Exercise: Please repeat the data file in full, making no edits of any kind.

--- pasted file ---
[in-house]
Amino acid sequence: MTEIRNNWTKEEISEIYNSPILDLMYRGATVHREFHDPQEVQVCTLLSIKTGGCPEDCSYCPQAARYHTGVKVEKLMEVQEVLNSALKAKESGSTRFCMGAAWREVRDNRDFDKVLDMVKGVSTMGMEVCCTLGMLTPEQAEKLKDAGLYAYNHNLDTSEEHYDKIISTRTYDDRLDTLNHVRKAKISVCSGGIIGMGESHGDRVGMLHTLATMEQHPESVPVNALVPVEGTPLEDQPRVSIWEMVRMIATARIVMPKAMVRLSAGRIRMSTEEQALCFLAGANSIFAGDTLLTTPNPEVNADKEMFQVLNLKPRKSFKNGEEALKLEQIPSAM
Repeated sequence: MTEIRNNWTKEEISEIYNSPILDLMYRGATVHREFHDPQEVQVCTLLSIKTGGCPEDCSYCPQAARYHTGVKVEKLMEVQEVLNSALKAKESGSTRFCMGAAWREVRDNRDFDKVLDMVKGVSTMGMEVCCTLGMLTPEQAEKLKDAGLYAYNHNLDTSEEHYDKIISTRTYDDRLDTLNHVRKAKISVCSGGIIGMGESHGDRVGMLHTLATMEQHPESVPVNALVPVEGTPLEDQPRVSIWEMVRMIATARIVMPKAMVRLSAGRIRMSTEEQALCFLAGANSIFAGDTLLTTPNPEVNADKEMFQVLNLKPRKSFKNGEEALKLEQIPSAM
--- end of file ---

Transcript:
[in-house]
Amino acid sequence: MTEIRNNWTKEEISEIYNSPILDLMYRGATVHREFHDPQEVQVCTLLSIKTGGCPEDCSYCPQAARYHTGVKVEKLMEVQEVLNSALKAKESGSTRFCMGAAWREVRDNRDFDKVLDMVKGVSTMGMEVCCTLGMLTPEQAEKLKDAGLYAYNHNLDTSEEHYDKIISTRTYDDRLDTLNHVRKAKISVCSGGIIGMGESHGDRVGMLHTLATMEQHPESVPVNALVPVEGTPLEDQPRVSIWEMVRMIATARIVMPKAMVRLSAGRIRMSTEEQALCFLAGANSIFAGDTLLTTPNPEVNADKEMFQVLNLKPRKSFKNGEEALKLEQIPSAM
Repeated sequence: MTEIRNNWTKEEISEIYNSPILDLMYRGATVHREFHDPQEVQVCTLLSIKTGGCPEDCSYCPQAARYHTGVKVEKLMEVQEVLNSALKAKESGSTRFCMGAAWREVRDNRDFDKVLDMVKGVSTMGMEVCCTLGMLTPEQAEKLKDAGLYAYNHNLDTSEEHYDKIISTRTYDDRLDTLNHVRKAKISVCSGGIIGMGESHGDRVGMLHTLATMEQHPESVPVNALVPVEGTPLEDQPRVSIWEMVRMIATARIVMPKAMVRLSAGRIRMSTEEQALCFLAGANSIFAGDTLLTTPNPEVNADKEMFQVLNLKPRKSFKNGEEALKLEQIPSAM